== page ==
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The last major survey of Julian Schnabel’s work was in 1987 at the Whitney Museum in Manhattan. Peter Brant was already keen on the artist before then, but after the big show he began collecting him in earnest.
Now The Brant Foundation Art Study Center has organized what it bills as the first comprehensive exhibit of Schnabel’s work since then, comprised of close to 50 abstract and figurative paintings and sculptures stretching from the late Seventies to the present day, the majority of them, like “Accatone” (1978), from the Brants’ own collection.
This story first appeared in the November 12, 2013 issue of WWD. Subscribe Today.
A pride of Schnabels — Vito, Stella, Lola, the man of the hour himself — and Brants — Stephanie Seymour, Kelly, Peter Jr. and Harry — turned up for the show’s opening Sunday in Greenwich, Conn., alongside Benicio Del Toro, Calvin Klein, Nicole Miller, Debbie Harry, Anh Duong, Dan Colen, Larry Gagosian and Jeffrey Deitch. The exhibit runs through March.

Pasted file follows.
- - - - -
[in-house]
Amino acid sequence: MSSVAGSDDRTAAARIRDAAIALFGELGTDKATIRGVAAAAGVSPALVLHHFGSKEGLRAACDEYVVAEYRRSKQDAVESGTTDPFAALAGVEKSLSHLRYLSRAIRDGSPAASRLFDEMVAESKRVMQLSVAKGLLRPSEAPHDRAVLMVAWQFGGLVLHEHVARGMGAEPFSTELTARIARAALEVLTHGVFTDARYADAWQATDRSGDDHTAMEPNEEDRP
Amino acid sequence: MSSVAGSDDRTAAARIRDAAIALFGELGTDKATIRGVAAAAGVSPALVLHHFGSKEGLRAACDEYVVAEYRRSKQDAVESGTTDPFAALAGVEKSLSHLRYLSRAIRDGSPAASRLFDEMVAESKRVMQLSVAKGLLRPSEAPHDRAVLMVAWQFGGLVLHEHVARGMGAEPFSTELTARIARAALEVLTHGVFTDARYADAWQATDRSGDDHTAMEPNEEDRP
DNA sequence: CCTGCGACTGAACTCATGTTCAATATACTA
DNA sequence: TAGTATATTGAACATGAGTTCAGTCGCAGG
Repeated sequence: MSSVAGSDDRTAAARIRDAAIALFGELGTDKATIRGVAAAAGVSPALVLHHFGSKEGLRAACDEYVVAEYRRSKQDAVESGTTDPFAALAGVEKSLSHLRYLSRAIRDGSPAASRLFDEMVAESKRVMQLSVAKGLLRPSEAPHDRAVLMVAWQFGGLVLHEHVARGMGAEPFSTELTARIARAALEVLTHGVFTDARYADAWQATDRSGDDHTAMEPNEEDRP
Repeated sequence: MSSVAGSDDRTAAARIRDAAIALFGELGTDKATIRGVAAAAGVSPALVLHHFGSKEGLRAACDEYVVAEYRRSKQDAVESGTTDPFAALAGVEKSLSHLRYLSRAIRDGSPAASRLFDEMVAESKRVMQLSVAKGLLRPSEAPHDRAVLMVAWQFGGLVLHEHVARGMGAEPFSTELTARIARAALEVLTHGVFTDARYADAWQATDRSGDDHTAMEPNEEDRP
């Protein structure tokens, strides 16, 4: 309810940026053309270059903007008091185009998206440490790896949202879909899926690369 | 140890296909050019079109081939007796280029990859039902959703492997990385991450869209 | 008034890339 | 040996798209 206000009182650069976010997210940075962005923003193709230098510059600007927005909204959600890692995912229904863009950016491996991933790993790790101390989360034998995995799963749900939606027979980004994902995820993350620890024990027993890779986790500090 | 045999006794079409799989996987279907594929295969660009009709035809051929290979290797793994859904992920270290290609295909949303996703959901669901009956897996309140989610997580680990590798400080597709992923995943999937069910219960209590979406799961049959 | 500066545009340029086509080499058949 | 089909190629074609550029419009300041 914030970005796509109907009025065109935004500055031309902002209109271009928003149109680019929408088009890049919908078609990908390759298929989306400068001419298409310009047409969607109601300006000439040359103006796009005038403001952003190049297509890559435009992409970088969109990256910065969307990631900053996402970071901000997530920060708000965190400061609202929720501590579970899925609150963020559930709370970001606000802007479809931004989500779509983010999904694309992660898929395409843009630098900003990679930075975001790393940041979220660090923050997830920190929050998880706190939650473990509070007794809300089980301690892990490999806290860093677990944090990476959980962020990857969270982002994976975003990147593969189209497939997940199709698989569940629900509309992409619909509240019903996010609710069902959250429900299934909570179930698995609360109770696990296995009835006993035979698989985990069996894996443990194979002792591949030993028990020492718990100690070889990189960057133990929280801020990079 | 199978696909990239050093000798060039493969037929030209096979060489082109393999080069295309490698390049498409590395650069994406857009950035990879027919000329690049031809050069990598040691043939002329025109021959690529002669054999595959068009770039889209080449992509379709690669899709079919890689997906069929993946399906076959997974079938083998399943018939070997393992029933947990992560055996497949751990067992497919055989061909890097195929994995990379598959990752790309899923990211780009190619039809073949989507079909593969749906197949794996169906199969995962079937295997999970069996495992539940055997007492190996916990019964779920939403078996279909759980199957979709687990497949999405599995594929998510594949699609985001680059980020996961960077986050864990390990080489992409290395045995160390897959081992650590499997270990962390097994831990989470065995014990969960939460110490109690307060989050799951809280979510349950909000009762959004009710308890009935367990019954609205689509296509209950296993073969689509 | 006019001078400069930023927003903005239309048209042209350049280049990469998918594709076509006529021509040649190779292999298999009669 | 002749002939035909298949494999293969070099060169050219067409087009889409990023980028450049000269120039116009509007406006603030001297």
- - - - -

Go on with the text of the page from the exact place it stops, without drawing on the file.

Allison Brant, daughter of Peter and director of the center, is more familiar than most with the artist’s oeuvre, having grown up surrounded by Schnabels, the paintings and the offspring.
“I don’t think there’s anything that I’ve never seen in my lifetime,” she said, referring to the works on display. “There are some portraits in here that are my brothers, my grandmother, and those are very nice to see.”
Still, the young Brant was unexpectedly moved by one piece, “The Walk Home” (1984-85), on loan from the Eli Broad Art Foundation, that is on display in the center’s mezzanine.
“I just hadn’t seen it in a long time and just watching it get installed was a very emotional experience,” she said. “It was the last one to go up and it just finished the room.”